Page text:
The Constitutional Court has ruled against Aaron Motsoaledi in his appeal bid regarding Zimbabwean exemption permits, and has ordered him to pay the costs from his own pocket, which is an unusual decision.
Legal experts say that the recent Constitutional Court ruling which saw Minister of Home Affairs Aaron Motsoaledi and director-general Livhuwani Makhode slapped with exorbitant costs on Monday in their personal capacity is unusual but not the first.
At the heart of the ruling that was delivered this week, is a 2017 court order to Home Affairs that declared sections of the immigration act unconstitutional.
Lawyers for human rights challenged the constitutionality of undocumented foreign nationals not being allowed to appear in court after 48 hours (about 2 days) of being arrested.
However, Parliament failed to amend the legislation after it was suspended for two years to allow time for it to correct the law.
Home Affairs approached the court earlier this year, in a bid to extend the order, but was taken aback when Makhode was issued with an order to pay 25% and Moatsaledi to pay 10% of the legal costs that lawyers for human rights incurred in this lawsuit.
Judge Johann Kriegler from Freedom Under the Law told Cooking365:
It is unusual for any court, especially the Constitutional Court to make an order for a representative litigant to pay costs personally, I am unaware of any such order.
He added that it has not only happened in the case of Motsoaledi and Makhode.
“For instance, it has happened on a trustee on behalf of a trust, or a curator on behalf of a child or a director on behalf of a company.”
Kriegler explained that when a party acts in a reprehensible manner, such order can be made.
“It is done very seldom, Motsoaledi could not even bother to look at the papers, he was not even concerned at all about whether the court order was obeyed or not, until he read about it on the paper.
“But the court said you cannot do that because you get paid a salary by the taxpayer, to see to it that the department does its job. You cannot just walk away and say I did not do anything wrong because I was unaware of it.”
Kriegler said that Justice Steven Majiedt was strong in his condemnation of the department and the complete failure to do anything to see to it that they stuck to the court order.
“When they were asked why the correction of the law never happened in time, they used Covid-19 as an excuse – which was a false excuse because the time had already run out before the pandemic. They also used the excuse of Parliament being busy with elections. It was bogus and unacceptable and a very bad excuse and this is what Majiedt expressed in that ruling,” he said.
Meanwhile, director of Chemaly Attorneys, Richard Chemaly, also said that ruling was definitely unusual in the sense that it rarely happens but it’s not a matter the Constitutional Court will shy away from when the circumstances call for it.
“In this case, the judgement gave a high degree of consideration towards the costs. This is an interesting order because part of the Constitutional Court’s job is declaring or confirming orders of unconstitutionality. To preserve the sanctity of the separation of powers, it typically suspends its orders as is the present case, for two years, to afford the legislature the time to remedy what it deems unconstitutional.”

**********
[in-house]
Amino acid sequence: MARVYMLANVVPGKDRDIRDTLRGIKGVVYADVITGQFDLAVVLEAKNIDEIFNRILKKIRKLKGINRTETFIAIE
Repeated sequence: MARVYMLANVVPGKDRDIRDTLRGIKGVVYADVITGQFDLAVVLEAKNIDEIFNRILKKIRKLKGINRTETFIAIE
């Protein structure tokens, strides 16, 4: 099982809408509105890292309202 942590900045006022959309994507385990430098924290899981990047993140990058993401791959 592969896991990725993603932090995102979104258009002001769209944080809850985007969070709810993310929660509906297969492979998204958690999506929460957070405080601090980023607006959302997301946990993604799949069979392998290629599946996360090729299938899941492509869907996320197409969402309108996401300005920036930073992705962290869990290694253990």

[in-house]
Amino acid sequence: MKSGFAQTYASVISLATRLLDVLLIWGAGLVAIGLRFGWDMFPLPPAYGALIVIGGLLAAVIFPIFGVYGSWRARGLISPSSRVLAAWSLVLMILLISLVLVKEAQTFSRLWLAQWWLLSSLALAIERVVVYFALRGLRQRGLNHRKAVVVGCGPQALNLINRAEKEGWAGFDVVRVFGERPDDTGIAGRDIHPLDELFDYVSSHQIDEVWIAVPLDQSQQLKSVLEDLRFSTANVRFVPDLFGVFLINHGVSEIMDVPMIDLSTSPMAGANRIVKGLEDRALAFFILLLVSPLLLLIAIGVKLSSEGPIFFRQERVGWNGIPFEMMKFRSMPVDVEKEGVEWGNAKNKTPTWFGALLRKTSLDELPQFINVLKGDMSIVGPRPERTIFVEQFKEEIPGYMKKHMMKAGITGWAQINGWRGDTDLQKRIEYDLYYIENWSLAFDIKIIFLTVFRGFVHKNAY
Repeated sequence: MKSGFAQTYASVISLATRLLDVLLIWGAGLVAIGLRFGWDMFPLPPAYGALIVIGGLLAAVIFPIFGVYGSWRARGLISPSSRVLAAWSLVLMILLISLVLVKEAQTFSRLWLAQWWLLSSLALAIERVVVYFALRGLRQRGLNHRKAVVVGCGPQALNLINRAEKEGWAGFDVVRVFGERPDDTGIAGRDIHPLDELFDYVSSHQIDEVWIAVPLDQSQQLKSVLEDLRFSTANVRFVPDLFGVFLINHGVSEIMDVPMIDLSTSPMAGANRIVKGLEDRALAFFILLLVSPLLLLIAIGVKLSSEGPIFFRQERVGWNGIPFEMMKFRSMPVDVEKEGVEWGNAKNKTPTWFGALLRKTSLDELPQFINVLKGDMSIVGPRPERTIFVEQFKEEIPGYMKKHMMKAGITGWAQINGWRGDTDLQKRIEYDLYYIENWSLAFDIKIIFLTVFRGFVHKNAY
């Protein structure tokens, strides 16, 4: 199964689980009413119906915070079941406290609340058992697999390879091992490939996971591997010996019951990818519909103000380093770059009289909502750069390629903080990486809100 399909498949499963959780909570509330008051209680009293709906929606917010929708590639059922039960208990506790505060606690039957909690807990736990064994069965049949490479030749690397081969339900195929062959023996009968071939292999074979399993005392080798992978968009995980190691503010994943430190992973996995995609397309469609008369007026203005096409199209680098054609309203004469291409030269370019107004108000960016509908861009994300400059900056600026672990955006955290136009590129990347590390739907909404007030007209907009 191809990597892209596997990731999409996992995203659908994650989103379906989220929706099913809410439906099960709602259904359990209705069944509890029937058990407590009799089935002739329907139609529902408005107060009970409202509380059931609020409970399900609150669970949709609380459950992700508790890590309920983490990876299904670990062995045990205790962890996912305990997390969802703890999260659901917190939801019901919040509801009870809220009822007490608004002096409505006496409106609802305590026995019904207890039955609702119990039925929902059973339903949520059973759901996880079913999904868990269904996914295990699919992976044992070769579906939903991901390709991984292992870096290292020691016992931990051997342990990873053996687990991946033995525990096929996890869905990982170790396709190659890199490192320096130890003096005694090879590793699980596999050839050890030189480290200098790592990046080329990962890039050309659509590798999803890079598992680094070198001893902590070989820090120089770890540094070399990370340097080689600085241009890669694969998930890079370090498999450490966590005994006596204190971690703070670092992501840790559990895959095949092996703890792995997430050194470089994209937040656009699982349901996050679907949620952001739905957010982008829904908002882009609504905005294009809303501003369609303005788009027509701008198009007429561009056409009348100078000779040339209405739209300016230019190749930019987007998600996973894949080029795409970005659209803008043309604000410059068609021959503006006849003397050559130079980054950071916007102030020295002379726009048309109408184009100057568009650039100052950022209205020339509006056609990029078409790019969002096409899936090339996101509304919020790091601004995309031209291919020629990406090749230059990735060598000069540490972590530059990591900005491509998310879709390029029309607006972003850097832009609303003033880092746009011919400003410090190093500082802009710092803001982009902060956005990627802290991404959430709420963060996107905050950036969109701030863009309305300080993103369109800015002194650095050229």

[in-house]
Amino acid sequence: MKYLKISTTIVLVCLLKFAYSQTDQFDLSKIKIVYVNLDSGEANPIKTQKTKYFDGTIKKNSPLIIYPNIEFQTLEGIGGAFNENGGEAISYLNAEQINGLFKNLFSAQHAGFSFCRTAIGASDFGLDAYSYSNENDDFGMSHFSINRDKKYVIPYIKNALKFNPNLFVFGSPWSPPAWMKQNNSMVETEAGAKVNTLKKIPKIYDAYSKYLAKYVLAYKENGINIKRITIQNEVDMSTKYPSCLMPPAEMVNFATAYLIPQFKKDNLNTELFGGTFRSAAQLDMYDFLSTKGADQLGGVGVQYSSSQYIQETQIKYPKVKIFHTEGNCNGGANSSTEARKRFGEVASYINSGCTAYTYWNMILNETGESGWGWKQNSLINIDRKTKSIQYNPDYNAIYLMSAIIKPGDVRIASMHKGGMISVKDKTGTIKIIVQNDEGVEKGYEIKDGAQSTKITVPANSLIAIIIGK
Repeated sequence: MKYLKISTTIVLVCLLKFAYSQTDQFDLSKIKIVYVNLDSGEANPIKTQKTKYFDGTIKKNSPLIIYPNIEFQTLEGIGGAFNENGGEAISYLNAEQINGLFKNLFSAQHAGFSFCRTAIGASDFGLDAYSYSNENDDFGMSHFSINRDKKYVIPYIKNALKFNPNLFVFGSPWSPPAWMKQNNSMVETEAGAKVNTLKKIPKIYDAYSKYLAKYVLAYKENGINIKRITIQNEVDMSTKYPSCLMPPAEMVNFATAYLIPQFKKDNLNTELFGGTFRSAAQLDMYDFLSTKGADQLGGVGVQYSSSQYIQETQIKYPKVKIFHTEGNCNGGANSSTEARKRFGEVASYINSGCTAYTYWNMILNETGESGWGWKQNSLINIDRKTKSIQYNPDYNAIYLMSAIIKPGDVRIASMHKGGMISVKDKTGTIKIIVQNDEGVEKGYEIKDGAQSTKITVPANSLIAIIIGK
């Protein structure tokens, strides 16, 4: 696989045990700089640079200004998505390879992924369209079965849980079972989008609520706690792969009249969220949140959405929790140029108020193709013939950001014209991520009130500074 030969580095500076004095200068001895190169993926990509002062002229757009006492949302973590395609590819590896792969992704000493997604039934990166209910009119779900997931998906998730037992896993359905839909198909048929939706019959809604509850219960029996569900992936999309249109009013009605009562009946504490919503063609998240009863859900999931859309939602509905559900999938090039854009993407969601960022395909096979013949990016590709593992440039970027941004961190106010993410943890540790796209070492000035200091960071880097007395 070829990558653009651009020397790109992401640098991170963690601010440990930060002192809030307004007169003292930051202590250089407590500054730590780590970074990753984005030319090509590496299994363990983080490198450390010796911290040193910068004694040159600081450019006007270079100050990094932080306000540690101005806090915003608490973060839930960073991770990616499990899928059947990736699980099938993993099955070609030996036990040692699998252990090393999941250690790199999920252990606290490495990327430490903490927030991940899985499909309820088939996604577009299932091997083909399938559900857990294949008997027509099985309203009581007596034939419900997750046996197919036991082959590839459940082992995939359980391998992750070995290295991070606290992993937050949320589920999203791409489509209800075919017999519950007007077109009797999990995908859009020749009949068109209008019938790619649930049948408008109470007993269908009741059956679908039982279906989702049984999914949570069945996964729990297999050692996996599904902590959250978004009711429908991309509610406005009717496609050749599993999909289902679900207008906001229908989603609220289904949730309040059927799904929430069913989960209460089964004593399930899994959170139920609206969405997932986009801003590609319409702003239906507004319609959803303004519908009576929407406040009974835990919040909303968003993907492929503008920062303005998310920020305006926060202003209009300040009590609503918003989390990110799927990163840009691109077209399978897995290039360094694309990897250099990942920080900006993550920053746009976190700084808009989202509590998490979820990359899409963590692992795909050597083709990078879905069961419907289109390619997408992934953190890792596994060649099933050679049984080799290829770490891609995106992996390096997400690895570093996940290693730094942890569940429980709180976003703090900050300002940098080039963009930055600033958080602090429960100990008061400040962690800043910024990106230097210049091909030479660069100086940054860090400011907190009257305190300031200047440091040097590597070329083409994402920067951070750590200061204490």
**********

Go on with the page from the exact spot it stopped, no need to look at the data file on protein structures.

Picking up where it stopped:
He explained that historically, the legislature was very good at this. It took less than a year to pass legislation on same-sex marriage since the Constitutional Court order in Marie Fourie, which challenged the exclusion of benefits and responsibilities in same-sex marriages as opposed to heterosexual marriages.
“Lately, they’ve been doing a poor job. For example, we’re still waiting for the legislation surrounding cannabis and that order came down in 2018. I was interested to see the court confirm that it cannot make retrospective orders to continue suspension after the expiry of the term and it was good to see this order accommodate for that,” he said.
In the ruling, Majiedt slammed Parliament for not only failing to pass any legislation, but also failed to ask the Constitutional Court for an extension of the original order before it expired.
“Instead, it waited three years after expiry, and then approached the high court on an ex parte basis, even though that court has no competence to vary an order of this court which sits at the apex of South Africa’s judicial system,” Majiedt said.
In response to the scathing order, the department of home affairs released a statement welcoming the ruling.
It said that:
Motsoaledi has never come across a situation in which officials and legal representatives decide to go to court in his name without his knowledge and any consultation with him.
It further confirmed that these were indeed lapses of extraordinary range and gravity.
“Having said that, Motsaledi accepts that he is ultimately responsible for the fulfilment of the objectives of the department of home affairs and for the actions or failures of all officials serving under him,” the statement said.